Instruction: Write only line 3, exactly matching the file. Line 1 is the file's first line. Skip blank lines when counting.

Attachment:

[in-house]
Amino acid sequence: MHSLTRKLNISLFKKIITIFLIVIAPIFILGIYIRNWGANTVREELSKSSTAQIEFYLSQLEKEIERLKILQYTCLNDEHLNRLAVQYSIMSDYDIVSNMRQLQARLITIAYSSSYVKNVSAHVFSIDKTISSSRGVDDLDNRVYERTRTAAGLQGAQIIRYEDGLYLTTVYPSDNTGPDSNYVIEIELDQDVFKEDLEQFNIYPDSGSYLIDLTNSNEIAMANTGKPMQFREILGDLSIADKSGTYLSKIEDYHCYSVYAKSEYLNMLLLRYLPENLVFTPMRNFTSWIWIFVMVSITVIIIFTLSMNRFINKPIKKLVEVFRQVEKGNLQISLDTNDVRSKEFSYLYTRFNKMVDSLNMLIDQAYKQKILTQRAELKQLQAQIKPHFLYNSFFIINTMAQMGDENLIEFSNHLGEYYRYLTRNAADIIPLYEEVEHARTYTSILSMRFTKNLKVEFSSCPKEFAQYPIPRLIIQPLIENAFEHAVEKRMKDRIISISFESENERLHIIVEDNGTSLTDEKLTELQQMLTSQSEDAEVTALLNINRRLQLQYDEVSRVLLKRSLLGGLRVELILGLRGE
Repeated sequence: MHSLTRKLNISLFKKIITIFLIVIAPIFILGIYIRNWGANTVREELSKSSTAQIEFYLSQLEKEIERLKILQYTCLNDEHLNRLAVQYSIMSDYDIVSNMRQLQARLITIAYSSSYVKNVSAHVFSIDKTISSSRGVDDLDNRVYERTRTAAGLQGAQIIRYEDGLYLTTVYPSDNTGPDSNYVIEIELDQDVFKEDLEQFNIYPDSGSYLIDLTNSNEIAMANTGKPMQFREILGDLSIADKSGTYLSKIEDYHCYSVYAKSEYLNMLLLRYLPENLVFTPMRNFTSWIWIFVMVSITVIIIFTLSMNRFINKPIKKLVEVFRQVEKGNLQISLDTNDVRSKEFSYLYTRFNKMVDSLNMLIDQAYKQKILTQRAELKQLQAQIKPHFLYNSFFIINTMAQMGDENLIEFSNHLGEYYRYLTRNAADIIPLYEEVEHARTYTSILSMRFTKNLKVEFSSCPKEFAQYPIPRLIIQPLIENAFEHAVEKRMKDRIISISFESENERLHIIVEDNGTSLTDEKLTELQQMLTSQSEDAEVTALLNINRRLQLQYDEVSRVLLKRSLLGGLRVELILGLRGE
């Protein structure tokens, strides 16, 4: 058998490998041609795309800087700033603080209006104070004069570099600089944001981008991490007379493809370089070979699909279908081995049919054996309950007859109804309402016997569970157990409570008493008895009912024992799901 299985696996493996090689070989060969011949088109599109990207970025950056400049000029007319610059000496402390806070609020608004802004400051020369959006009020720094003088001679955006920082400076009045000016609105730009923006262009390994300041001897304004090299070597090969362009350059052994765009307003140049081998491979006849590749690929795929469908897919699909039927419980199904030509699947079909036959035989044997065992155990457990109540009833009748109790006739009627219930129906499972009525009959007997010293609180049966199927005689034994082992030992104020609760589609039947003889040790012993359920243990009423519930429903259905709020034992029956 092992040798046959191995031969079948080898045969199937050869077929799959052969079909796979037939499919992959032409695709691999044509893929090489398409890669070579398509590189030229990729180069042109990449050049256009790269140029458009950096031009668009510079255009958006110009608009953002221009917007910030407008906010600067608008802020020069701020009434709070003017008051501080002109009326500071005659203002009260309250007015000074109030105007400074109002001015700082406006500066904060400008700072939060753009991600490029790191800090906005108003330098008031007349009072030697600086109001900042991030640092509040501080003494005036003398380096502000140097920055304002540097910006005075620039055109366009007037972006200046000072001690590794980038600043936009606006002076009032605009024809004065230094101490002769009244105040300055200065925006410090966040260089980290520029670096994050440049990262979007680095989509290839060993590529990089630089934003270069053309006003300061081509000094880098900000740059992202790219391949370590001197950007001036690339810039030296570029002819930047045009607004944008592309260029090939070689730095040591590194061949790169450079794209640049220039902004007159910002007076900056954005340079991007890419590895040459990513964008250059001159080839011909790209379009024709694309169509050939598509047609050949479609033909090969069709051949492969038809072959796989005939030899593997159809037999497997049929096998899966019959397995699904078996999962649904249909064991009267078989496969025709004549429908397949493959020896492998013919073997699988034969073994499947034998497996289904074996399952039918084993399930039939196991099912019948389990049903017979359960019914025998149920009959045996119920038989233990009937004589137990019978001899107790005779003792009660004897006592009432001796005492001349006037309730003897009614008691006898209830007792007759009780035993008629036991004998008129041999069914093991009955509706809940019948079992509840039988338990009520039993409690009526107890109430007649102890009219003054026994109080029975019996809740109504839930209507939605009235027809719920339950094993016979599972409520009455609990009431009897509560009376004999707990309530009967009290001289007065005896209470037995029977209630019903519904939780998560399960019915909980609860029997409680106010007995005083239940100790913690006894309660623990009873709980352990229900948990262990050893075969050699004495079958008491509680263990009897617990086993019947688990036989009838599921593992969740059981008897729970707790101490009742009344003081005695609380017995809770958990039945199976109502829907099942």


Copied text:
Repeated sequence: MHSLTRKLNISLFKKIITIFLIVIAPIFILGIYIRNWGANTVREELSKSSTAQIEFYLSQLEKEIERLKILQYTCLNDEHLNRLAVQYSIMSDYDIVSNMRQLQARLITIAYSSSYVKNVSAHVFSIDKTISSSRGVDDLDNRVYERTRTAAGLQGAQIIRYEDGLYLTTVYPSDNTGPDSNYVIEIELDQDVFKEDLEQFNIYPDSGSYLIDLTNSNEIAMANTGKPMQFREILGDLSIADKSGTYLSKIEDYHCYSVYAKSEYLNMLLLRYLPENLVFTPMRNFTSWIWIFVMVSITVIIIFTLSMNRFINKPIKKLVEVFRQVEKGNLQISLDTNDVRSKEFSYLYTRFNKMVDSLNMLIDQAYKQKILTQRAELKQLQAQIKPHFLYNSFFIINTMAQMGDENLIEFSNHLGEYYRYLTRNAADIIPLYEEVEHARTYTSILSMRFTKNLKVEFSSCPKEFAQYPIPRLIIQPLIENAFEHAVEKRMKDRIISISFESENERLHIIVEDNGTSLTDEKLTELQQMLTSQSEDAEVTALLNINRRLQLQYDEVSRVLLKRSLLGGLRVELILGLRGE